1782 : Antoine Dequindre Born, Hero of Monguagon
Jun 18 all-day

Antoine Dequindre (June 18, 1782–February 24, 1843) was a soldier, landowner and shopkeeper in Detroit, Michigan in the first half of the 19th century. He is best known for heroism at the Battle of Monguagon (August 9, 1812) during the  War of 1812, when he was serving as a captain in the Michigan Legion. Dequindre Road, which runs through Detroit as well as Oakland and Macomb counties, is named for him.

Dequindre was born in Detroit. He served as an apprentice and clerk, and in 1810 opened his own store in the city. When war broke out with England in 1812, Dequindre raised a company of riflemen, which joined the Michigan Legion. During the Battle of Monguagon, Dequindre’s company was the first to attack and enter the British breastworks, and his men later sank a British gunboat on the River Rouge with a cannon mounted on shore. For his conduct, he was tendered a commission as major in the U.S. Army. He declined the position but was thereafter known as Major Dequindre


Clarence Munroe Burton, “The City of Detroit, 1701-1922“, Volume 4.

“A Warship” (PDF) – via Great Lakes Maritime Institute.

1855 : The Steamship Illinois is First Ship To Pass through Sault Ste. Marie Locks
Jun 18 all-day

Great Lakes Maritime Society Image of Illinois (Steamship), courtesy of Wikipedia Commons

The steamship Illinois became the first ship to pass through the locks at Sault Ste. Marie, which connect Lakes Huron and Superior via the St. Mary’s River. Workers spent two years building two 350-foot locks, which allow vessels to navigate the twenty-one-foot difference between the lakes. The state of Michigan operated the locks until 1881 when the federal government took control. Today, the locks are the world’s busiest and carry more annual tonnage than the Panama and Suez Canals combined. By 1997, the total tonnage locked through “The Soo” was nearly 8.4 billion tons. Between 1987 and 1996, the average annual tonnage was 85.5 million tons.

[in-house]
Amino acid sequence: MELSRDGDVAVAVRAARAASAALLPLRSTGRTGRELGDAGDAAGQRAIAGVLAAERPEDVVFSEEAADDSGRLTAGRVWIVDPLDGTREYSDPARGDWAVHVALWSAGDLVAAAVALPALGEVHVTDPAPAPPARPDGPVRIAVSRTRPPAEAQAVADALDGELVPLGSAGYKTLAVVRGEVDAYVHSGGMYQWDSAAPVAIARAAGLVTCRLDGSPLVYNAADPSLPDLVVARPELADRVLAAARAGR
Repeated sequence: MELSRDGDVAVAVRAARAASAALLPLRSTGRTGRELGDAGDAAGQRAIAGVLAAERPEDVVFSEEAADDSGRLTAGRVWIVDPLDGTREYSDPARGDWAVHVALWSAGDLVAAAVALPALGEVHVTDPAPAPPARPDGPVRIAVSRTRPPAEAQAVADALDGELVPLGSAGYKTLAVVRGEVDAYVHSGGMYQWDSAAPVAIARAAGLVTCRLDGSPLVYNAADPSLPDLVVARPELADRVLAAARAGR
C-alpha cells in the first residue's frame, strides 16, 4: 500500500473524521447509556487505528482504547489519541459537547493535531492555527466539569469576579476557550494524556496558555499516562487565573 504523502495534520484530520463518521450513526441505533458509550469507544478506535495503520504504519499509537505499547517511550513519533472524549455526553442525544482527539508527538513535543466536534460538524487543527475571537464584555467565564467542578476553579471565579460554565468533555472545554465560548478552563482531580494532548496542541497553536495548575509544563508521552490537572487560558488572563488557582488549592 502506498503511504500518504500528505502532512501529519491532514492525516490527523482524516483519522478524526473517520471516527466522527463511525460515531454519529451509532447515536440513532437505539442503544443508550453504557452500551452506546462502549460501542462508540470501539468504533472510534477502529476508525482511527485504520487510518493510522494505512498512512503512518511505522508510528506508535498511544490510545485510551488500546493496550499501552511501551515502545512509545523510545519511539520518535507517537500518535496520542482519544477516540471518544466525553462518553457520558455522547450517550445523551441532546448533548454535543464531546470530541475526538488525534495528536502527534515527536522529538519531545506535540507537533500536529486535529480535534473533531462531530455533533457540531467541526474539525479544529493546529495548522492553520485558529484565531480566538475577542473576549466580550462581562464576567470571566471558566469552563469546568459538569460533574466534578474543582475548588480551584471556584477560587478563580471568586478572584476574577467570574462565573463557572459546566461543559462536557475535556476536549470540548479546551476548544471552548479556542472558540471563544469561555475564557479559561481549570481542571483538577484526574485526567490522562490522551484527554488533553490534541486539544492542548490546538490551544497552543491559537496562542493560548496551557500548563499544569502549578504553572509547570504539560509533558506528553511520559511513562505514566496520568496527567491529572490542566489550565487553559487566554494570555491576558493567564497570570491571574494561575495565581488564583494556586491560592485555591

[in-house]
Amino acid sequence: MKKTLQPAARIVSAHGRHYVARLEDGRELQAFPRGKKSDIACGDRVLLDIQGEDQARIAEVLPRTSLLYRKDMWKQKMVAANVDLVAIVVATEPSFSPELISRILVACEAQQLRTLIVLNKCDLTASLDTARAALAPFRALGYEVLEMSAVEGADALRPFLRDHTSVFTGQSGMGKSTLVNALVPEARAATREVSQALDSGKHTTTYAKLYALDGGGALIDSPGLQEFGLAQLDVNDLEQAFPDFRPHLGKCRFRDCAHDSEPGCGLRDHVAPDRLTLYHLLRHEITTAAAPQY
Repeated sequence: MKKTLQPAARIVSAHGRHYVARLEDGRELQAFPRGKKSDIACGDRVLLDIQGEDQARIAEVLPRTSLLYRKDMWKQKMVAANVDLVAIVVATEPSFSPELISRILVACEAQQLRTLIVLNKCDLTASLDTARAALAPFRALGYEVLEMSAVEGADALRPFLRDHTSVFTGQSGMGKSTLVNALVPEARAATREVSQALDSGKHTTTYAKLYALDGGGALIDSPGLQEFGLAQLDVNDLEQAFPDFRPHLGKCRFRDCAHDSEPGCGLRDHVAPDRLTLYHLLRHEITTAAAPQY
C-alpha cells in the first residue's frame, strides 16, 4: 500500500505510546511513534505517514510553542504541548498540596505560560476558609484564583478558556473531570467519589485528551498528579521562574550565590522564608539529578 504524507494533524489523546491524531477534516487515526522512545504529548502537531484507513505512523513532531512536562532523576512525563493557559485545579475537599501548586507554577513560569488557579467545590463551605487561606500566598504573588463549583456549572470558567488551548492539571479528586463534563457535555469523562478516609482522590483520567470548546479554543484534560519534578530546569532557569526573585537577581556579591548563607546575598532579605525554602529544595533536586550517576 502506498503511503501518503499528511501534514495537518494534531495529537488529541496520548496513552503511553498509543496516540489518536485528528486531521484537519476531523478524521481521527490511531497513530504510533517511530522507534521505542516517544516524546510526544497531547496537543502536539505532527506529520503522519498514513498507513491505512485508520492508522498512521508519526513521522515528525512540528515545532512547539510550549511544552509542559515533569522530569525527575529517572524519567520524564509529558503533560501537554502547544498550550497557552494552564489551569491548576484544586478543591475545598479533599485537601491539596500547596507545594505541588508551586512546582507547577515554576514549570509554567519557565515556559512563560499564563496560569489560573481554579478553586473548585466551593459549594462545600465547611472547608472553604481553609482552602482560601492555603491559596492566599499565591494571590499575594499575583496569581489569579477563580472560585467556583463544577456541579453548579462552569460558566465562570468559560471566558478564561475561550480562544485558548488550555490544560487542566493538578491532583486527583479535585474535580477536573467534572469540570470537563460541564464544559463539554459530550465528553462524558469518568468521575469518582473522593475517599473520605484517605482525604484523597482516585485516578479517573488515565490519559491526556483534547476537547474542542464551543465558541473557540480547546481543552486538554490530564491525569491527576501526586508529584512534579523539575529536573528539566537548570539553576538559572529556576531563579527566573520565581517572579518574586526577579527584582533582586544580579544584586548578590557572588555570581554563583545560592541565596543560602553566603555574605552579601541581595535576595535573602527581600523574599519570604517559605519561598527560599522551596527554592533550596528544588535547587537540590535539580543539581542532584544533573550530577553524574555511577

Source : Michigan Historical Calendar, Clarke Historical Library at Central Michigan University.

1898 : Bob-Lo Island Opens
Jun 18 all-day

On June 18, 1898, the Bob-Lo Island Amusement Park opened for the first time on Bois Blanc Island, ON, Canada. It would be a favorite summer destination for Detroiters for the next century.

Clipping from Detroit Free Press, June 19, 1898 provided by Michigan Past Twitter Feed

Postcard provided by Michigan Historical Society.  Shown here are picnickers in 1916 w/casino in the background.

1923 : 1st Checker Cab Taxi Produced in Kalamazoo
Jun 18 all-day

On June 18, 1923, Checker Cab rolled its 1st taxi off the line in Kalamazoo, Michigan.   Morris Markin founded the company in Chicago, but moved the operation to Kalamazoo due to skilled labor available and extra space at the Handley-Knight & Dort Body plants.


Notably, the term “checkered car” came from the distinctive checkerboard patterns painted on all of Markin’s taxis, to signify the finish flags at races, a symbol of winning, according to Morris.

The rest of the story:

Morris Markin was a American businessman, famous for creating the Checker Cab company, the manufacturer of the American taxi idol and staple, the truly cult vehicle.

Born into a poor Jewish family in Smolensk, Russia, Morris Markin (July 15, 1893 – July 8, 1970)  worked in a clothing factory from a very young age. His determination and hard work got him promoted to a supervisor position by the age of nineteen, when he emigrated to the United States in November 1912. When he arrived at Ellis Island, he spoke no English and couldn’t afford to pay the bond required to enter the country. According to legend, a janitor at the facility loaned him the twenty-five dollars he needed for the bond.